We are grossly overconfident that we can protect the planet through regulation of permitted harmful activities, and today's conservatives don't really believe in regulation. That is not the fault of today's liberals. If you want to have a rebirth of true conservatism, liberals are not stopping you.
    "Those were the days my friend, we thought they'd never end ..."

  2. #42
    Super Member N80's Avatar
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    Default Re: Coyotes and Deer

    Quote Originally Posted by tractchores View Post
    The deer ate it!
    Carnivorous deer. What next?
    George
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  3. #43
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    Default Re: Coyotes and Deer

    My theory is they ate it because it was cooked and maybe salty. We always joke that the deer here will eat anything you leave outside.

  4. #44
    Platinum Member westcliffe01's Avatar
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    Default Re: Coyotes and Deer

    The part that all liberals conveniently forget to mention is that hunting results in spending of $1.5Bn per week, which will disappear and have to be replaced by taxes, if the same degree of game management as today is to be maintained. Without the hunters harvesting the animals in excess of land carrying capacity in winter, all those animals would starve and die and their millions of corpses would litter the landscape. That sounds like a heck of an alternative to the system we have in place now. Yet that is what the Sierra club and others are after.

    Quote Originally Posted by dave1949 View Post
    We are grossly overconfident that we can protect the planet through regulation of permitted harmful activities, and today's conservatives don't really believe in regulation. That is not the fault of today's liberals. If you want to have a rebirth of true conservatism, liberals are not stopping you.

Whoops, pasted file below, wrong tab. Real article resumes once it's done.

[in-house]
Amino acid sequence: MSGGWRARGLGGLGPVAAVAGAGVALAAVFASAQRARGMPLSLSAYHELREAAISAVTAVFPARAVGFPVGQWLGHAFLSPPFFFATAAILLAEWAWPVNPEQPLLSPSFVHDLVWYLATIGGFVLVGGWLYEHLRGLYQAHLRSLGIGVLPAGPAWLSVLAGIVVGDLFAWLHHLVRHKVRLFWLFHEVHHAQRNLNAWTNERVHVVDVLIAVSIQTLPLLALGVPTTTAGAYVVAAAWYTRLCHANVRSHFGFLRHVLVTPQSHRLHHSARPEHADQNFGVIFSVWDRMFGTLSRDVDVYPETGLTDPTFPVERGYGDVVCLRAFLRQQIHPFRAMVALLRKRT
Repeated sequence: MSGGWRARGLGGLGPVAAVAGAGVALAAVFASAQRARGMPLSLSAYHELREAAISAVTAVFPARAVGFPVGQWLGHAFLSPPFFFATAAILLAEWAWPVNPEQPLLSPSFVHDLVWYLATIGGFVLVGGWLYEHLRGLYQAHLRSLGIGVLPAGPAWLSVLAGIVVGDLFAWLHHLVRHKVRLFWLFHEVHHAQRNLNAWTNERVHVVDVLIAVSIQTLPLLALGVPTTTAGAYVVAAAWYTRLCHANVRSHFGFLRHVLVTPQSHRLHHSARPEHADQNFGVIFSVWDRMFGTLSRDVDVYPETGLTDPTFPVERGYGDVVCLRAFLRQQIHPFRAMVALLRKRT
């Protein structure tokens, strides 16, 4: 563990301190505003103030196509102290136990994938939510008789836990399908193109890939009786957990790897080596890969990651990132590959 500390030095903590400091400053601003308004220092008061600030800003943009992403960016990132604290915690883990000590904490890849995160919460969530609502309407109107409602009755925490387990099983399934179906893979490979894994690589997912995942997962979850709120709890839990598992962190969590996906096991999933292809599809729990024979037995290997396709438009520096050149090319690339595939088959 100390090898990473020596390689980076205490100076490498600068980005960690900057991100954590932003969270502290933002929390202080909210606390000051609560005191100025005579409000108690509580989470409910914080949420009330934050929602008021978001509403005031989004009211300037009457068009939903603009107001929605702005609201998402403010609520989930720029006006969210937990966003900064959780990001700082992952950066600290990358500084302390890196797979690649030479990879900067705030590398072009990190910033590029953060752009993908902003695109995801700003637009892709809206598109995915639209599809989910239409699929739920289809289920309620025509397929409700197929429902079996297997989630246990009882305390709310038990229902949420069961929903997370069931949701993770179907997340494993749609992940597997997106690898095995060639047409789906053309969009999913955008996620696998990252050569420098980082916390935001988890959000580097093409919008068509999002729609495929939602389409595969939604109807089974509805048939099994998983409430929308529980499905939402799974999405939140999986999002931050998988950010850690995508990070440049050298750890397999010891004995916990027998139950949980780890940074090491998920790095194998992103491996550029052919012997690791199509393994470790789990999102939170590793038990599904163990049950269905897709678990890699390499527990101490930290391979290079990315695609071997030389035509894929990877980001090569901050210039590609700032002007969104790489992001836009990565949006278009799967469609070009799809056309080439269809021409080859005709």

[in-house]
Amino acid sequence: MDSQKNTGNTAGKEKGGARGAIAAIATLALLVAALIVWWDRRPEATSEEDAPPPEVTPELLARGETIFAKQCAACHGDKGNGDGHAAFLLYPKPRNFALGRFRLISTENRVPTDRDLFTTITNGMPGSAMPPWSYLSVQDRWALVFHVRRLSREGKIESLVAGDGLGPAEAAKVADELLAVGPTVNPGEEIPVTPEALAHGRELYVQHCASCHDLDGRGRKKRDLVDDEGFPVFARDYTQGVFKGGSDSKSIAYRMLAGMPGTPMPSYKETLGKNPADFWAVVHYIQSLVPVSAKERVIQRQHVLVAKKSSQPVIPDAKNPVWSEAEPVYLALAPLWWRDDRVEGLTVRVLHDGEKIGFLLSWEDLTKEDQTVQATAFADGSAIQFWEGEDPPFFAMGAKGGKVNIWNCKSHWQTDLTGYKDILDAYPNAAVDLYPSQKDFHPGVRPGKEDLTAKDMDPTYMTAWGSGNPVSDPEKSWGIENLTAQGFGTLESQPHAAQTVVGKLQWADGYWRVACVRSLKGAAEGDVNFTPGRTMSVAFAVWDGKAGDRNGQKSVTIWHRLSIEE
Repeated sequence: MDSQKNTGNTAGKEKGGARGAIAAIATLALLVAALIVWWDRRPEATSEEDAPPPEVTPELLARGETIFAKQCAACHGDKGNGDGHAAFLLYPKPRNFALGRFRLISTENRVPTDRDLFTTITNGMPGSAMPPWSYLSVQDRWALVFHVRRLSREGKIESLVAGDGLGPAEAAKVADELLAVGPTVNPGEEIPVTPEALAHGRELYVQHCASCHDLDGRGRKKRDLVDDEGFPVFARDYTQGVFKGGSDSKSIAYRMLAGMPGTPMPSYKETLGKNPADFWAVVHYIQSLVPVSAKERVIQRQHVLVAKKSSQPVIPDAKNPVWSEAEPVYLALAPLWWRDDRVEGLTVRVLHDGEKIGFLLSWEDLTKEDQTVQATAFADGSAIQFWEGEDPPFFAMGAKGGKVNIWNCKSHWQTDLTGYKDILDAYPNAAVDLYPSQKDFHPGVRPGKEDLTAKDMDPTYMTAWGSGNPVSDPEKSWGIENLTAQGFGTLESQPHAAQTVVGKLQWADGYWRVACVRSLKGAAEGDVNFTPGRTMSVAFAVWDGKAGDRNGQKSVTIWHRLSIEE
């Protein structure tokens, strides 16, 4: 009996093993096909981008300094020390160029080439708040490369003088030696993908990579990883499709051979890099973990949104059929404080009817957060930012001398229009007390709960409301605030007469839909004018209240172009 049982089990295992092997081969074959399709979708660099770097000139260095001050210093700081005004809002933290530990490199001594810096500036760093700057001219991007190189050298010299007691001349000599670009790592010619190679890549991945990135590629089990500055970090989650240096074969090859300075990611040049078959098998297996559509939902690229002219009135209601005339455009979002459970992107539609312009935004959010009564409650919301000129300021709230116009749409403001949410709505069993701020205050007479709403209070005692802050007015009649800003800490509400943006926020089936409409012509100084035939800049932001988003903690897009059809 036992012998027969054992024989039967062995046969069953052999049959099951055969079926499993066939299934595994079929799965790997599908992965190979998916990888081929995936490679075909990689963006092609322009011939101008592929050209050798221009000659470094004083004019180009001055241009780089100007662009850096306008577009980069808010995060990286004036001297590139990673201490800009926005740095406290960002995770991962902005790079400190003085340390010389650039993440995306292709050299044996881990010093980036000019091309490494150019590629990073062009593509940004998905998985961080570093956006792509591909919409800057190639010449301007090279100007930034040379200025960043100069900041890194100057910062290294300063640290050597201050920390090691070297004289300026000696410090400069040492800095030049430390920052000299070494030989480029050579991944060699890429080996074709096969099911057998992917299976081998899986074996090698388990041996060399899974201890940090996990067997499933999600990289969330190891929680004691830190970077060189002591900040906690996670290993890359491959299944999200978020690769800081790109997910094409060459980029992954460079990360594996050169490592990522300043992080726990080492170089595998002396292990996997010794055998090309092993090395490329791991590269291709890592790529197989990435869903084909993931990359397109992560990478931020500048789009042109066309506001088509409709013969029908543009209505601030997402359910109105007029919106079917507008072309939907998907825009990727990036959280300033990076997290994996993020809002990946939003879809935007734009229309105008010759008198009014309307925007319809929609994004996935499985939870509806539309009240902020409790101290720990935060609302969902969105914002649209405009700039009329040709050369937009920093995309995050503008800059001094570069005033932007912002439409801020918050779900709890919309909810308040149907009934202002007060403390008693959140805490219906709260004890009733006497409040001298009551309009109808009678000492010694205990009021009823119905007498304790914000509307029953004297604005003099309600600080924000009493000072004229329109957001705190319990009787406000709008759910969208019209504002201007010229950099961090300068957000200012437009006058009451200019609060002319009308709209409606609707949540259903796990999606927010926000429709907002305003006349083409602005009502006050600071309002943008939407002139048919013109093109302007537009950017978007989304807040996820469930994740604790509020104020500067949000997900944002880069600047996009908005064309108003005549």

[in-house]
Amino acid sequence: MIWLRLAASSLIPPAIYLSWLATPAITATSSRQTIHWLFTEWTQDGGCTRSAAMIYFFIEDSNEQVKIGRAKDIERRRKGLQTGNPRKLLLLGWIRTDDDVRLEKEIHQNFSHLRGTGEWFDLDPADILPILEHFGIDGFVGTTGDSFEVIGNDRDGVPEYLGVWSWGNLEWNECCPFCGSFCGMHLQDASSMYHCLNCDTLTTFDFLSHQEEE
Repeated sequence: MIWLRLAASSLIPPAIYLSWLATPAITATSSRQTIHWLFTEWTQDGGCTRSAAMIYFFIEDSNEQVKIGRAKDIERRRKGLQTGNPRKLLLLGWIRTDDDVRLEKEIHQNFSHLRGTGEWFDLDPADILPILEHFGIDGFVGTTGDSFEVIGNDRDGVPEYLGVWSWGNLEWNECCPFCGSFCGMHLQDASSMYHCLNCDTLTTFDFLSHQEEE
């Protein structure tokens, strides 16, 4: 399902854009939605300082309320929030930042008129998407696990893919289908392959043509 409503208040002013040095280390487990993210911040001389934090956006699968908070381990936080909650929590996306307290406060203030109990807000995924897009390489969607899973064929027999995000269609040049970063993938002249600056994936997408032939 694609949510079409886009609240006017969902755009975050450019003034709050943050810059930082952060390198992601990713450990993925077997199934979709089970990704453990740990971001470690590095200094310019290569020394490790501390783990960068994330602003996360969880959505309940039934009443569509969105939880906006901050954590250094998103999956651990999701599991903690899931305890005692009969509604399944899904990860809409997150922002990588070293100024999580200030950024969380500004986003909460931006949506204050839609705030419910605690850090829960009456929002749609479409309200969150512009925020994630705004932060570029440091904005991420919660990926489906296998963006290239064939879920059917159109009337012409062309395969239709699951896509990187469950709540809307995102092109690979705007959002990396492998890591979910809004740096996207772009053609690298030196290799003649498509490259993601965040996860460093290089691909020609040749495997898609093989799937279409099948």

5. #45
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    Default Re: Coyotes and Deer

    It's not about reality and proven facts...it's about feelings. Their programs always fail and bring misery yet they continue down the same path hoping for different results this time.

  6. #46
    Super Member dave1949's Avatar
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    Default Re: Coyotes and Deer

    Quote Originally Posted by westcliffe01 View Post
    The part that all liberals conveniently forget to mention is that hunting results in spending of $1.5Bn per week, which will disappear and have to be replaced by taxes, if the same degree of game management as today is to be maintained. Without the hunters harvesting the animals in excess of land carrying capacity in winter, all those animals would starve and die and their millions of corpses would litter the landscape. That sounds like a heck of an alternative to the system we have in place now. Yet that is what the Sierra club and others are after.
    Oh, come on, that is emotion talking.

    First of all, it is part of nature that the old, weak, sick and starving, in their deaths, provide a part of the food web for other species.

    Second, your premise is that hunting is the only way to manage wildlife. It's true that since humans became omnivores, they have hunted, and some species have been hunted to extinction by humans. No one knows how many other co-dependent species were eliminated as a result. But, in environments less impacted by humans, the wildlife has managed itself for a long, long time. Where do the imbalances occur? Exactly where human impact is the greatest: from the oceans to the grassland prairies.

    It's also true that wildlife management driven by hunting revenues is more often done to optimize hunting revenues, not to optimize balanced, healthy and self-sustaining biodiversity.